syslog-ng tips and tricks

Although I've been contemplating using scribe for our logging needs, for now I'm using syslog-ng. It's been doing the job well so far. Here are a couple of configuration tips:

1) Sending log messages for a given log facility to a given log file

Let's say you want to send all haproxy log messages to a file called /var/log/haproxy.log. In haproxy.cfg you can say:

 log local7 info

...which means -- log all messages to localhost, to log facility local7 and with a log level of info.

To direct these messages to a file called /var/log/haproxy.log, you need to define the following in /etc/syslog-ng/syslog-ng.conf:

i) a destination:

destination df_haproxy { file("/var/log/haproxy.log"); };

ii) a filter:

filter f_haproxy { facility(local7); };

iii) a log (which ties the destination to the filter):

log {

You also need to configure syslog-ng to allow log messages sent via UPD from localhost. Add this line to the source s_all element:

udp(ip( port(514));

Important note: since you're sending haproxy log messages to the local7 facility, this means that they'll also be captured by /var/log/syslog and /var/log/messages, since they are configured in syslog-ng.conf as destinations for the filters f_syslog and f_messages, which by default catch the local7 facility. As a result, you'll have triple logging of your haproxy messages. The solution? Add local7 to the list of facilities excluded from the f_syslog and f_messages filters.

2) Sending log messages to a remote log host

Assume you want to centralize log messages for a given service by sending them to a remote log host. Let's assume that the service logs via the local0 facility. The same procedure applies, with the creation of the following elements in syslog-ng.conf:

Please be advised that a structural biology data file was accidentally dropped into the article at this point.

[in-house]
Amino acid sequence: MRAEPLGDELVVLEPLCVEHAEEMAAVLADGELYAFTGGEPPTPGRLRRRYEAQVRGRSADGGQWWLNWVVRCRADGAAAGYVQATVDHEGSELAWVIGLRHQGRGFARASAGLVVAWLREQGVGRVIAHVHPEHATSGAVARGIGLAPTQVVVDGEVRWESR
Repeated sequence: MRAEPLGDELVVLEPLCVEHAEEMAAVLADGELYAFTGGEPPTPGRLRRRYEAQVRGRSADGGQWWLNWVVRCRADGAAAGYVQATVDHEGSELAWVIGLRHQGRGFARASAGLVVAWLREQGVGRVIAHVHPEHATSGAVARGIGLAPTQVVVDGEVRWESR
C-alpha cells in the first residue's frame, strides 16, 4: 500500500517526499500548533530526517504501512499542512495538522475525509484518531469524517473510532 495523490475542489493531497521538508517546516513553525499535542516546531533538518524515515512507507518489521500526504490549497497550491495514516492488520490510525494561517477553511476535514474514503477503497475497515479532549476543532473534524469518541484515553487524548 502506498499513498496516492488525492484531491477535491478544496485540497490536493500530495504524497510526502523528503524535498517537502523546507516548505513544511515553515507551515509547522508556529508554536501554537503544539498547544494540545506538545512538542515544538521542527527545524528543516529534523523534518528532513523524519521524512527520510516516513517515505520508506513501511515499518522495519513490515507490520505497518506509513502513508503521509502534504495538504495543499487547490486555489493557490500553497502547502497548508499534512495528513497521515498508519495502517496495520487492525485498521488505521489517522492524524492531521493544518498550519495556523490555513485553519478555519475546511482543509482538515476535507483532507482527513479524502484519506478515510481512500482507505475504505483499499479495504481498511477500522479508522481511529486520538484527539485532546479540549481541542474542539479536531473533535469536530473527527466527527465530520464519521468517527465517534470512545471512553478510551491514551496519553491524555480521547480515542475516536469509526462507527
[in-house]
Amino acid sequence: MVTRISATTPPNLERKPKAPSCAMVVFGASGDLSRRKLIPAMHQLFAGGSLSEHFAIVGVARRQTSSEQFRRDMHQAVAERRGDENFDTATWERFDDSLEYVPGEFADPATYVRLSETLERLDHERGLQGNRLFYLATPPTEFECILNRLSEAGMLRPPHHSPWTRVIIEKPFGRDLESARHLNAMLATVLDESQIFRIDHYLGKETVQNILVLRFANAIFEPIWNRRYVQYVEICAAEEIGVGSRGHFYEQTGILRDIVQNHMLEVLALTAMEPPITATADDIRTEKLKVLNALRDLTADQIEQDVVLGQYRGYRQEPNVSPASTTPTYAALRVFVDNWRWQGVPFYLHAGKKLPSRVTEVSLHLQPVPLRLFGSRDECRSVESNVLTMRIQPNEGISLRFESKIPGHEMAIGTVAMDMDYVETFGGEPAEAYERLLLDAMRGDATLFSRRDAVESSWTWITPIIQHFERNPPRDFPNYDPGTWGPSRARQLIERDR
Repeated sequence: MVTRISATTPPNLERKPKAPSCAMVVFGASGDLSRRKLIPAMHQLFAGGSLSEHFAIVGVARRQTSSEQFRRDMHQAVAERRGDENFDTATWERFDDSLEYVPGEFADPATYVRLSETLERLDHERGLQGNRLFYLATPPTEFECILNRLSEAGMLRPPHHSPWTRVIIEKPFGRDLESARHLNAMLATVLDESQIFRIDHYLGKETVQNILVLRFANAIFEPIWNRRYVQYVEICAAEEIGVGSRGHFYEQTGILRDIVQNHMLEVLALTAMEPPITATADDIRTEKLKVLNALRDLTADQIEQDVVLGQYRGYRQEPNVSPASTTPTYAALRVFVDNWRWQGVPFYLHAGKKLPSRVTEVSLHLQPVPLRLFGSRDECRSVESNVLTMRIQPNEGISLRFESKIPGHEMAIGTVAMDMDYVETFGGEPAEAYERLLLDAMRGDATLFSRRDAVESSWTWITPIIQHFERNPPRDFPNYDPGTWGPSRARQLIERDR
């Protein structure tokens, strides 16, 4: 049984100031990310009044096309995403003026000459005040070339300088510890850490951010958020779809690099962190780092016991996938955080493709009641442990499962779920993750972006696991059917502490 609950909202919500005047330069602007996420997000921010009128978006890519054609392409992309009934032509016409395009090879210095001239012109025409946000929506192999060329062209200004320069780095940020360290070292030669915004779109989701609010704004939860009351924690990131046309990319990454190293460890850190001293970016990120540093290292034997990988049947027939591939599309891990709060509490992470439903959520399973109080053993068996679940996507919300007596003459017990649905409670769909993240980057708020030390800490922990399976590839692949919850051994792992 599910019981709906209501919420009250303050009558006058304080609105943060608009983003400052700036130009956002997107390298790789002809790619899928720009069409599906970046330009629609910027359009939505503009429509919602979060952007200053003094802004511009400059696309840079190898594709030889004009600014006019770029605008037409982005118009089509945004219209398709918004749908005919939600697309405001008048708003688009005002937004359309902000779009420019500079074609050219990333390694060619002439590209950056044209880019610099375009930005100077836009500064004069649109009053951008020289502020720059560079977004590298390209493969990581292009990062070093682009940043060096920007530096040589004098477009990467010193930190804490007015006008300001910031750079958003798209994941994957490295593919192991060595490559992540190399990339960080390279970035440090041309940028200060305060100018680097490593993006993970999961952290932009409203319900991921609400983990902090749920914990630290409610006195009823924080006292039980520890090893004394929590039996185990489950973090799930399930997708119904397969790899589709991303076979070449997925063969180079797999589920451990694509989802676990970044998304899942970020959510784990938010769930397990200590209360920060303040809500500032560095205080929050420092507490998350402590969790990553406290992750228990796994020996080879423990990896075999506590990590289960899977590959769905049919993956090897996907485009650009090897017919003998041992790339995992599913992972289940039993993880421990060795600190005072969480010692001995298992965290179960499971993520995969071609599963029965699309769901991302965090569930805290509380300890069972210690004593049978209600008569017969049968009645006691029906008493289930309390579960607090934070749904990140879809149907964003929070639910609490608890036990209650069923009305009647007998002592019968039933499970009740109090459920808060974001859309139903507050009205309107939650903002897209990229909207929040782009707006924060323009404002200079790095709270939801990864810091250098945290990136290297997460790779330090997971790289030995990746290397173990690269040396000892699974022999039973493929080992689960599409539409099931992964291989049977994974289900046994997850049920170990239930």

i) a destination

destination df_remote_log {
  udp("remote_loghost" port (5000));

ii) a filter:

filter f_myservice { facility(local0); };

iii) a log:

log {

Note that you can also send messages for this particular filter (corresponding to local0) to a local file, by creating a destination poining to that file and a log element tying the filter with that destination, like this:

destination df_local_log { file("/var/log/myservice.log"); };
log {

Finally, to finish the remote logging bit, you need to configure syslog-ng on the remote host to allow messages on UDP port 5000, and to log them to a local file. Here's my configuration on host "remote_loghost":

i) a new source allowing messages on port 5000:

source s_remote_logging {
    udp(ip( port(5000));

ii) a destination pointing to a local file:

destination df_common_log { file ("/var/log/myservice_common.log"); };

iii) a log combining the source and the destination above; I am using the predefined f_syslog filter here, because I don't need to select messages based on a given facility anymore:

log {


Popular posts from this blog

Performance vs. load vs. stress testing

Running Gatling load tests in Docker containers via Jenkins

Dynamic DNS updates with nsupdate and BIND 9